It seemed sharply colder when I got back out and into the skis again. A wind had sprung up out of the northwest. It was coming on dusk and I decided to ski for speed. Back up the hill and down to Wolcott Road. From the corner, as I turned up Wolcott Road, I could see the lights of E.Z. Pikins. The store, the only one open for miles in any direction, had become a gathering place of sorts. As I skied closer I could see a couple of snowmobiles parked out front and another approaching from the opposite direction. There was also the very odd sight of people walking down the middle of Wolcott Road, usually a very busy state road. The falling snow, the darkening afternoon, and, above all, the remarkable silence blessed the scene with a lovely old-fashioned grace. The walkers moved with the stately ease of strollers on the grounds of a sanitarium. Not a single car intruded. Normal commerce had been all but stopped completely. For this one afternoon, anyway, we had stepped deep into the friendly, unhurried past. It would be a few hours to store away, to remember later and savor when things got back to normal.

I cruised up to the front of E.Z. Pikins, once again removed my skis (happily a simple process) and went inside. The store was crowded, but most everyone was standing around and talking. The place was badly in need of a few chairs and a potbelly stove. There didn’t seem to be any major piece of news (personal tragedy, rescue, remarkable coincidence) being exchanged, so, wanting to get back before dark, I bought my things and hustled back out.

The temperature was dropping very quickly now and the wind continued to pick up. As with many trips, the homeward leg was mere drudgery. I raced back up Potucco’s Ring Road and shouted for Tom, who came out to get his Kools and soda. Then I turned and retraced my tracks back home. The people who had been out before were now back inside, where lights blazed warmly. An occasional whiff of woodsmoke filled me with an indistinct longing. The wind was now in my face and, for the first time, I was feeling tired. They day had suddenly become unpleasant. I skied harder, even poling furiously down the last hill to the main driveway below my house. I pushed up the driveway and into my yard, flung off the skis and ran inside.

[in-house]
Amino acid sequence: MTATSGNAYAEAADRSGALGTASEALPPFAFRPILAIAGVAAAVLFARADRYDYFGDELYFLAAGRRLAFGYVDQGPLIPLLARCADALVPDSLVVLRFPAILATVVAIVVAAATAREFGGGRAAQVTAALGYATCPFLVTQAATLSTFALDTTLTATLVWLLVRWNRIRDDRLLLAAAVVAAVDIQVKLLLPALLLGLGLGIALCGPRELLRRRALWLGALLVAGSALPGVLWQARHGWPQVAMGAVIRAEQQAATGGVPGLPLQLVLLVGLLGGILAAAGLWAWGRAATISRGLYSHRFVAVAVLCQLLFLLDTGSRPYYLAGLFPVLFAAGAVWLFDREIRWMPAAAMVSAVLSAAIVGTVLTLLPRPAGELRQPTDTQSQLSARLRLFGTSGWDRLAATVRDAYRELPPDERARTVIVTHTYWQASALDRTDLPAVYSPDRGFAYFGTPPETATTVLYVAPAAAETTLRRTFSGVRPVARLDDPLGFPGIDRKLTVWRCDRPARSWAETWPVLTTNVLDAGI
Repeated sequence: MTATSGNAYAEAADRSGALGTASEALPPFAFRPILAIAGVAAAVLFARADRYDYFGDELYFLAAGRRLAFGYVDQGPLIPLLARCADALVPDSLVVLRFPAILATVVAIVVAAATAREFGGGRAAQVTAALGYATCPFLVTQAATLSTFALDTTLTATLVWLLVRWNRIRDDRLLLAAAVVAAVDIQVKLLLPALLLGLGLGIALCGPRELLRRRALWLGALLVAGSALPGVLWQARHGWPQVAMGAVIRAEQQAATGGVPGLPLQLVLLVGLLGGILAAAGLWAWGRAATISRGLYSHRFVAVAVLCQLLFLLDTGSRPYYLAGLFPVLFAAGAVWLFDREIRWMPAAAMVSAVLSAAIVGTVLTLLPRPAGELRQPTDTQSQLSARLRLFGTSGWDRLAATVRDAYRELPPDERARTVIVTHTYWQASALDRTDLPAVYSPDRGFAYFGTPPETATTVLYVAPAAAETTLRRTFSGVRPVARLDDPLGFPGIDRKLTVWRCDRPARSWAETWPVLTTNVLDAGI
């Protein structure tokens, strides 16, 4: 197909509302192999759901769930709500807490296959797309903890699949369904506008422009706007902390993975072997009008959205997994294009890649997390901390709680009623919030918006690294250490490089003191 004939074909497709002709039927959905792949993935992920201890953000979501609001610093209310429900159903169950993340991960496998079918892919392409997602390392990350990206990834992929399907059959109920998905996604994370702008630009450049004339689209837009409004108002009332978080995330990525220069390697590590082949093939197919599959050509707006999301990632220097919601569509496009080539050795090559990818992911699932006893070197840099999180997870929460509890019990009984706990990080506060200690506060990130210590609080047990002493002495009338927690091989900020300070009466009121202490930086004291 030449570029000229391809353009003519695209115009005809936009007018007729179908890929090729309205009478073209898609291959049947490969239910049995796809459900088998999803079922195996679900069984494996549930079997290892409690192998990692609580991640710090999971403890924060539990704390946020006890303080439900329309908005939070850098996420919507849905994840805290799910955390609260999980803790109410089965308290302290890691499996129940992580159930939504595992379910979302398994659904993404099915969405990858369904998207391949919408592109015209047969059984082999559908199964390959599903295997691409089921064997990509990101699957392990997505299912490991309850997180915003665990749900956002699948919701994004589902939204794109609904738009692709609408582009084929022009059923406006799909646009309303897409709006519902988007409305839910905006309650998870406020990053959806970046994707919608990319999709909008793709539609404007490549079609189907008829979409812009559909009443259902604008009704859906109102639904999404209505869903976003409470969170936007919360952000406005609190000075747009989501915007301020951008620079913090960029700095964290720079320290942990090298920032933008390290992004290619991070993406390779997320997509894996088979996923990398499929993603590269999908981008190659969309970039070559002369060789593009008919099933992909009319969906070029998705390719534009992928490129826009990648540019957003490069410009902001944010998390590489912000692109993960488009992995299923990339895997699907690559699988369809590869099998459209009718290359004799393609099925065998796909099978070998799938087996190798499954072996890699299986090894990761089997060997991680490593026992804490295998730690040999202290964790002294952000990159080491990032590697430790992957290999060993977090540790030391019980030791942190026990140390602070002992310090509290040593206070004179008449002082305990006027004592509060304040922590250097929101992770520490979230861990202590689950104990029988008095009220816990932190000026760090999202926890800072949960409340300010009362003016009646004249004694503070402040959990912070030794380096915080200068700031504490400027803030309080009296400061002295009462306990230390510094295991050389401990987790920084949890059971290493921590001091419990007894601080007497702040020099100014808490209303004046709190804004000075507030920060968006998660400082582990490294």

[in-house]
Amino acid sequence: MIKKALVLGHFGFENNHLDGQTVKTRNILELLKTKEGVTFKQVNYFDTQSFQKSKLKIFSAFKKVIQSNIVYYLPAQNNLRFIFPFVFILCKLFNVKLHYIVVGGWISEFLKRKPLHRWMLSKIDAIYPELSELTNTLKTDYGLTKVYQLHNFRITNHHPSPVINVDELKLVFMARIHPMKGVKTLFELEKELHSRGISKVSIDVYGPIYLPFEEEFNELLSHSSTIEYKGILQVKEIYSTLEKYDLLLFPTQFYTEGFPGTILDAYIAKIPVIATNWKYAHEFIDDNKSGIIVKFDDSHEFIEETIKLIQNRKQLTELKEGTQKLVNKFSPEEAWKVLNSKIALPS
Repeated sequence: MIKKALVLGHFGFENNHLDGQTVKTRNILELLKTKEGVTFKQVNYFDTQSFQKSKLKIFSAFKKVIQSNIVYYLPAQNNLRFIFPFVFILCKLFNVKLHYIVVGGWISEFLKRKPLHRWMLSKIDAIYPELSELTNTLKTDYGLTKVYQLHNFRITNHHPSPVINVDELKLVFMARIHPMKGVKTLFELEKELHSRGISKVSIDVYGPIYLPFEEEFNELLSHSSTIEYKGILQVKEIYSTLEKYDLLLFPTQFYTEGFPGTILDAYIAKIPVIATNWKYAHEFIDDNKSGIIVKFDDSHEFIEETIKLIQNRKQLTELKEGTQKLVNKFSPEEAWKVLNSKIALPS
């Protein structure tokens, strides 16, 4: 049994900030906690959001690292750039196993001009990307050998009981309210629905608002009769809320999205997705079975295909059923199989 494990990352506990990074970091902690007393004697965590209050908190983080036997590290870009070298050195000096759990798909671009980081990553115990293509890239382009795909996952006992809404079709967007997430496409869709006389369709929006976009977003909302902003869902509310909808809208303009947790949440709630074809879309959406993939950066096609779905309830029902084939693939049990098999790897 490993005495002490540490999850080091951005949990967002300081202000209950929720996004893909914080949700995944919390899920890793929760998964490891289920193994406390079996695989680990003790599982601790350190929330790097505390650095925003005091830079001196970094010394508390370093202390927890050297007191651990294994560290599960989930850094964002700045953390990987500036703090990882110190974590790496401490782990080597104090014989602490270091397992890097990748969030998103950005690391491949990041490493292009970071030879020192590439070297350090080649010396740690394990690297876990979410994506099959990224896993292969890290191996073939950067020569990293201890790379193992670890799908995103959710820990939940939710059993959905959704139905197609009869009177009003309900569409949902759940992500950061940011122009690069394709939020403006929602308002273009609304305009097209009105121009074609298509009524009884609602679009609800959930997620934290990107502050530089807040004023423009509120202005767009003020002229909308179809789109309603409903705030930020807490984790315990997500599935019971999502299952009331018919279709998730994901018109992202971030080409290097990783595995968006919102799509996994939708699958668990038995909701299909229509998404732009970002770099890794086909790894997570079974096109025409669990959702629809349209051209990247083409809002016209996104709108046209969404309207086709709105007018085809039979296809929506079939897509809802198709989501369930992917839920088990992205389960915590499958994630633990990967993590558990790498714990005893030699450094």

For a moment I couldn’t do anything but stand, leaning against a wall, and pant. My head was light, my heart was pounding – it was the closest I’d come to passing out since Bernie Carbo hit that home run in the sixth game of the ’75 World Series. At length, though, I was able to regain my composure enough to sit down, and eventually to write these words.

Now it’s night. I just stuck my head out the front door. The wind is making the only sound. For a moment, because of the blowing snow, it was hard to tell if the stuff was still coming down. Then the wind stopped briefly and I had a chance to check the nimbus of a streetlight down on Lyman Road. It’s still snowing. But they said on the radio that the storm center has just now begun to move away from Nantucket and head slowly for the Maritimes.

 

3 thoughts on “Wayback Machine: The Great Blizzard of ’78

  1. Chaz,
    Very descriptive piece on that remarkable snow storm. This one this year has rivaled it in some ways, but it will never have the same feel because we never saw it coming.
    B

  2. Beautifully put. I was in Boston at the time where a high tide coupled with the ferocious storm lead to 50 deaths. I was out cross country skiing too but I went a little farther (I had a girl at the end of my trip). Somerville to Jamaica Plains; north of Boston to south of Boston, over the Charles River by the BU Bridge. Ironically, the days that followed the storm were sunny and clear almost as a smug smile from mother nature after all the death and destruction.